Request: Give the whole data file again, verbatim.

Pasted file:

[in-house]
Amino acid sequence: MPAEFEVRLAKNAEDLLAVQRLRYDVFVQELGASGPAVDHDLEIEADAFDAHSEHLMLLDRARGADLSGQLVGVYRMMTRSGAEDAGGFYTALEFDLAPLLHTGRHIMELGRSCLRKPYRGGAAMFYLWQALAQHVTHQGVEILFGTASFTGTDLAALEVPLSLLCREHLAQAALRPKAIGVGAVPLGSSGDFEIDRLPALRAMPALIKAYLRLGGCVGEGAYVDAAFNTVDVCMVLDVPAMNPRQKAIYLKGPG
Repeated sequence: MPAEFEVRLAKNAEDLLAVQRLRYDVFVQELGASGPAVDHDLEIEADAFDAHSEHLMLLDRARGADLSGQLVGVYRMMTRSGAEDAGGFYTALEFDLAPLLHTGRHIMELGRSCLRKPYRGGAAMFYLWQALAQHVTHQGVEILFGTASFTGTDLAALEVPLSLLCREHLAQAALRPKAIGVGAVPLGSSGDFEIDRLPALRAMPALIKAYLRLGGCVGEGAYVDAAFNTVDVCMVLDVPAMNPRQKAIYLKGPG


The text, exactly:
[in-house]
Amino acid sequence: MPAEFEVRLAKNAEDLLAVQRLRYDVFVQELGASGPAVDHDLEIEADAFDAHSEHLMLLDRARGADLSGQLVGVYRMMTRSGAEDAGGFYTALEFDLAPLLHTGRHIMELGRSCLRKPYRGGAAMFYLWQALAQHVTHQGVEILFGTASFTGTDLAALEVPLSLLCREHLAQAALRPKAIGVGAVPLGSSGDFEIDRLPALRAMPALIKAYLRLGGCVGEGAYVDAAFNTVDVCMVLDVPAMNPRQKAIYLKGPG
Repeated sequence: MPAEFEVRLAKNAEDLLAVQRLRYDVFVQELGASGPAVDHDLEIEADAFDAHSEHLMLLDRARGADLSGQLVGVYRMMTRSGAEDAGGFYTALEFDLAPLLHTGRHIMELGRSCLRKPYRGGAAMFYLWQALAQHVTHQGVEILFGTASFTGTDLAALEVPLSLLCREHLAQAALRPKAIGVGAVPLGSSGDFEIDRLPALRAMPALIKAYLRLGGCVGEGAYVDAAFNTVDVCMVLDVPAMNPRQKAIYLKGPG